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"All Power the the Soviets"

The Revolutionary Masses

In the aftermath of the failed military coup Bolshevik popularity soared again, and by early September the Bolsheviks for the first time secured a majority in the Petrograd and Moscow Soviets. Encouraged by the indications of a renewed upsurge of Bolshevik support, Lenin, still in hiding, now revived the slogan ‘All power to the Soviets’. Over the next few weeks he bombarded the party’s Central Committee with letters, demanding an immediate insurrection of the armed proletariat, the overthrow of ‘Kerensky and Company’, and the seizure of political power:   


The point is to make the task clear to the Party. The present task must be an armed uprising in Petrograd and Moscow (with its region), the seizing of power and the overthrow of the government.

History will not forgive us if we do not assume power now.


However, the party’s Central Committee was not yet totally convinced by Lenin’s arguments about the timing of the insurrection. The lessons of the failed ‘July uprising’, which had let to the suppression of the Party and arrests of its activists, were still fresh in the minds of the leading Bolsheviks and now made them more cautious. Moreover, some of the Bolshevik leaders had serious doubts about the European proletariat’s readiness to support a socialist breakthrough in Russia by rising in an ‘international proletarian revolution’. Indeed, they were unsure even of their support among Petrograd workers.

G. Zinoviev

L. Kamenev L. Trotsky

Two members of the Bolshevik Central Committee in particular, Zinoviev and Kamenev, counseled patience, proposing to wait for elections to the Constituent Assembly, or at least the planned meeting of the Second Congress of Soviets. They argued that by using the elections and by relying on their majority in the Soviets the Bolsheviks could seize power gradually and peacefully without resorting to arms.

Frustrated by these objections, Lenin, on 10 October, returned incognito to the capital to attend a Central Committee meeting that was to consider the issue of the insurrection. His ferocious argumentation succeeded in sweeping aside the hesitations of his comrades and persuading the Bolshevik Central Committee to adopt his line for an immediate armed uprising. However, their decision was not unanimous, as Kamenev and Zinoviev still voted against and publicized the fact in the press. Their behavior showed that, despite his prestige, Lenin’s authority was by no means absolute.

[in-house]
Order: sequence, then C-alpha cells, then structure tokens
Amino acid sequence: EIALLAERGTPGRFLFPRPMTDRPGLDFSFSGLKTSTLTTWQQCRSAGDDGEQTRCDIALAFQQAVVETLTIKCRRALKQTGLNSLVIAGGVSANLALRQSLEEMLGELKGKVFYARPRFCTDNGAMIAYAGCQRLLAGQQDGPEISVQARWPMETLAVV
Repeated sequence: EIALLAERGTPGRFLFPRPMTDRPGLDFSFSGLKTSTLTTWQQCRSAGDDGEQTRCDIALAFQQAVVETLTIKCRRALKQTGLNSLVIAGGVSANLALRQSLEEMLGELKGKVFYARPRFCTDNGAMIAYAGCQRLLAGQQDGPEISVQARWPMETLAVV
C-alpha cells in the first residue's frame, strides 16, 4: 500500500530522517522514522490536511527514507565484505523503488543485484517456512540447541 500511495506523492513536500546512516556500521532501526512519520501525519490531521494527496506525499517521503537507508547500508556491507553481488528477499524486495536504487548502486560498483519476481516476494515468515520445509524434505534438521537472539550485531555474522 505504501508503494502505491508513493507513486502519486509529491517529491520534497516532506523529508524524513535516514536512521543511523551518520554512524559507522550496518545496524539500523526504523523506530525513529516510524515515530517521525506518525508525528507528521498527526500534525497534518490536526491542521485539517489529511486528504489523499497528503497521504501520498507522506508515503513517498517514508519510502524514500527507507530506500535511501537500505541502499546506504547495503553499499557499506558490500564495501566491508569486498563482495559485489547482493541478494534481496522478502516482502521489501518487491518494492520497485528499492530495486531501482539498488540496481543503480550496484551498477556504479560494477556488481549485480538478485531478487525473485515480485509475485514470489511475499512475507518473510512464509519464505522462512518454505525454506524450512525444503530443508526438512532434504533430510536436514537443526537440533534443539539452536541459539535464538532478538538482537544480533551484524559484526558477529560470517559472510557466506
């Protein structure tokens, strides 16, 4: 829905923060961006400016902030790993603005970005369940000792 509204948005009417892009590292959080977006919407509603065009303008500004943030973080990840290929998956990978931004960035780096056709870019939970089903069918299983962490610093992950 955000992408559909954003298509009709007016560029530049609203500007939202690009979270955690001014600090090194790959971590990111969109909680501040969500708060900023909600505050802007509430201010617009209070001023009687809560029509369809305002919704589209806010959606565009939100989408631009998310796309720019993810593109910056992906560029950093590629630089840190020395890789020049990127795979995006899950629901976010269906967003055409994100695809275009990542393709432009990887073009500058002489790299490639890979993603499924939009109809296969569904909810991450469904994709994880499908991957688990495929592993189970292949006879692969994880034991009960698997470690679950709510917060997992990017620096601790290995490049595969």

By the middle of October, the Bolsheviks had established their firm control over the Petrograd Soviet. Its newly elected chairman was Lev Trotsky, a Bolshevik leader whose standing in the Party was by now second only to that of Lenin. A maverick Marxist, Trotsky had finally joined the Bolshevik party in July. Together with Lenin they made a formidable team of the two most determined and possibly most brilliant Russian revolutionary leaders totally committed to an immediate overthrow of capitalism.      

On 12 October the Petrograd Soviet elected a Military-Revolutionary Committee (MRC), nominally to defend Petrograd against counter-revolution and a possible German assault. Its real task, however, was to plan the armed insurrection. The MRC was dominated by Bolsheviks, but also contained some radical Socialist-Revolutionaries who supported the plan of deposing the Provisional Government by force. The Mensheviks and the majority of the Socialist-Revolutionaries, however, were strongly against the Bolshevik plan and refused to join.

Led by Trotsky, the MRC coordinated the activities of the pro-Bolshevik troops and detachments of the ‘Red Guards’ (a part-time militia formed mainly from younger factory workers) on the eve and during the Bolshevik take-over. It asserted its military control over the capital by appointing commissars, or representatives, to all military units of the Petrograd garrison. These persuaded most units to obey them rather than the Provisional Government and thus effectively deprived the Provisional Government of its control over the troops.

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